read more...

On the surface, Hanna is just the latest action flick centered on a petite, butt-kicking young woman and the sinister world she inhabits. Yet, were that all it was, the new film from director Joe Wright (Atonement, The Soloist) would be a tired, forced enterprise, arriving in theaters a mere two weeks after Sucker Punch and just about one year following Kick-Ass. Fortunately, Wright is too sharp a director for that. His keen visual eye and knack for character-driven nuance turns the story of highly-trained teenage killing machine Hanna (Saoirse Ronan) into an engagingly twisted fairytale/coming of age drama. With a soundtrack fueled by electronica wizards The Chemical Brothers, tightly coiled supporting work from Cate Blanchett and Eric Bana and a schema that offers a world of out-sized colors, foreboding shapes and demented villains, the Focus Features release is an offbeat, engaging blend of David Lynchian and kinetic action tropes. We spoke with the acclaimed filmmaker about his latest directorial effort.

read more...

Culture Warrior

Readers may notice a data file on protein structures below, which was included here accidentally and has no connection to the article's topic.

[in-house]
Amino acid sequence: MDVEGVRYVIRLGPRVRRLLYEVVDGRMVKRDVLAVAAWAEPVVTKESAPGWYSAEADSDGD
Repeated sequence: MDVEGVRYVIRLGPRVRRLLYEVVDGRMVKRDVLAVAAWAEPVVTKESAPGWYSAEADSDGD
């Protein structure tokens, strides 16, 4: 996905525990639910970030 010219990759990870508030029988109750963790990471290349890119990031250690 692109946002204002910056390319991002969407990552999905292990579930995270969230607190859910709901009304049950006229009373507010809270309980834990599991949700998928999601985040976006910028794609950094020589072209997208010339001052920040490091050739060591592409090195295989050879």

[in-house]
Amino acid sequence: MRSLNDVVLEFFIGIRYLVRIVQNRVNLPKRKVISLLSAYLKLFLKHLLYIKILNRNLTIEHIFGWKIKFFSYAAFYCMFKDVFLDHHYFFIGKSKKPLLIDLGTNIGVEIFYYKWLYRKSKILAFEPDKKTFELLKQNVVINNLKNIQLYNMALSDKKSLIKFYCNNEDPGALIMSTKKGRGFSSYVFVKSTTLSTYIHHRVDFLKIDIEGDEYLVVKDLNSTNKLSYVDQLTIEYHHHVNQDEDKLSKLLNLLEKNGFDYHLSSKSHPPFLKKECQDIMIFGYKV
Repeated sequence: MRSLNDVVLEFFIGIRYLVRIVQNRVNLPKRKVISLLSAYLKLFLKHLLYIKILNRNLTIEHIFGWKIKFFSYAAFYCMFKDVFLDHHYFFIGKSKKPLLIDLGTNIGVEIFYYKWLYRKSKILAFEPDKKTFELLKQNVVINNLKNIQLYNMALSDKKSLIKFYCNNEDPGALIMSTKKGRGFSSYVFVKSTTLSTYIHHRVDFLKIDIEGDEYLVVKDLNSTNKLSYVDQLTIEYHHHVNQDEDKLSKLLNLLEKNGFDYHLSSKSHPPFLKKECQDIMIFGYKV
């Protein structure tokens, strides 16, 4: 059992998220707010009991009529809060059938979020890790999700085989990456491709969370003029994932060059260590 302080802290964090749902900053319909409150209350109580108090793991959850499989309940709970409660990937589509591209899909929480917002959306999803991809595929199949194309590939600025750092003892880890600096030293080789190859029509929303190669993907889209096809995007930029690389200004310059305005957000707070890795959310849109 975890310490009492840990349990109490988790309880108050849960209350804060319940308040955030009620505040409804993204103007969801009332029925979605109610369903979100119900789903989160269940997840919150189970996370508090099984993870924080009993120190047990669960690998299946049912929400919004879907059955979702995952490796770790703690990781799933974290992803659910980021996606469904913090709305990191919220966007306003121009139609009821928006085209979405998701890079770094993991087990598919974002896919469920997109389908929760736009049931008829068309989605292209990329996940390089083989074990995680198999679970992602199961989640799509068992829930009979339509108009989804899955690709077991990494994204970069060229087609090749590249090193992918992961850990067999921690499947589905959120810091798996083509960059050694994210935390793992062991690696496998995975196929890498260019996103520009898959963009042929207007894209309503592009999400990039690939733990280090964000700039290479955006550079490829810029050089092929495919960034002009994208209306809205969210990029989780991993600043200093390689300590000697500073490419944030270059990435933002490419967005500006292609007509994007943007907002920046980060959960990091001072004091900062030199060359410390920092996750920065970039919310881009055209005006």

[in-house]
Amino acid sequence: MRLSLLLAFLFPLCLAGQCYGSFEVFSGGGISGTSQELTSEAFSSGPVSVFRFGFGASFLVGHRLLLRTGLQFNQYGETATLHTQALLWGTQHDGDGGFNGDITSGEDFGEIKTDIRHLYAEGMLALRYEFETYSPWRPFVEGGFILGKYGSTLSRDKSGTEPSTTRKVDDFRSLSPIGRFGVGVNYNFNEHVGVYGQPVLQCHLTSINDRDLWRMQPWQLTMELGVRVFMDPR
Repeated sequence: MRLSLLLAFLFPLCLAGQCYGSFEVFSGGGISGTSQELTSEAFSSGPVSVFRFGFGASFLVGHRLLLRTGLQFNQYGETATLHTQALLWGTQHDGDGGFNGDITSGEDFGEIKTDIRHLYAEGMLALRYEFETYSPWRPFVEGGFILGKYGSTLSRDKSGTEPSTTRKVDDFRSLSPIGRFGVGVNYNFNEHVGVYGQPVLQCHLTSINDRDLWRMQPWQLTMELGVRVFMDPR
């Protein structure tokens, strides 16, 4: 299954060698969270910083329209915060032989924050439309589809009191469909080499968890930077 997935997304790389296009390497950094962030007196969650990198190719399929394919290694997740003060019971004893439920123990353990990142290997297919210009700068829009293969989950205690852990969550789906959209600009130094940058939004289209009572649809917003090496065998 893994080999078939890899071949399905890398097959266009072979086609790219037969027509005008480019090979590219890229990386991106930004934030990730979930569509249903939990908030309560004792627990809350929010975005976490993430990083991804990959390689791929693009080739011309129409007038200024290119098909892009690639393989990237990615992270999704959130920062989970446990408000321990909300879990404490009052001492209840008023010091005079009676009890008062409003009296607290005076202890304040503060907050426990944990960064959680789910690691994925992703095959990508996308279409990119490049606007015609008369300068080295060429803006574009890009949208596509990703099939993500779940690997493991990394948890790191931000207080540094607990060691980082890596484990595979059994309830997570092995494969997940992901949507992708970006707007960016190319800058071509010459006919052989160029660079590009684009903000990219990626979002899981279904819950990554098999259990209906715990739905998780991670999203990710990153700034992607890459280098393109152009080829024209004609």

This editorial features some spoilers for Hanna and Kick-Ass. Consider yourself warned. In preparation for this post I ran a quick Internet search on child assassins and found this video from New York Magazine. While I wasn’t promised a video exclusively on child assassins here, and instead got something that explores the notion of child killers at large, this video conflates two categories of child killers that I think deserve remarkably different types of consideration. The great majority of killings performed by children in this video are from horror movies. From Rosemary’s Baby to The Omen to The Brood to Firestarter to the other Omen and beyond, the child/killer is an exhaustively repeated horror trope to the point of cliche (and is often confused with the simple overlapping category of “scary children,” like in The Shining and The Sixth Sense). But every so often a child-killer horror film comes along that works in line with the formula (The Children, anyone? Bueller? Okay, how about Let Me In?), reminding us why child killers still have the capacity to be engrossing and entertaining even if they’ve lost the ability to be outright horrifying: because they play on our society’s veneration of childhood innocence, replacing the ignorant bliss of childhood with benevolent, malicious intent to do harm to the much taller individuals that surround them. But child assassins are quite different from the overall category of child killers. And while two recent films in two subsequent spring movie seasons that feature child assassins, […]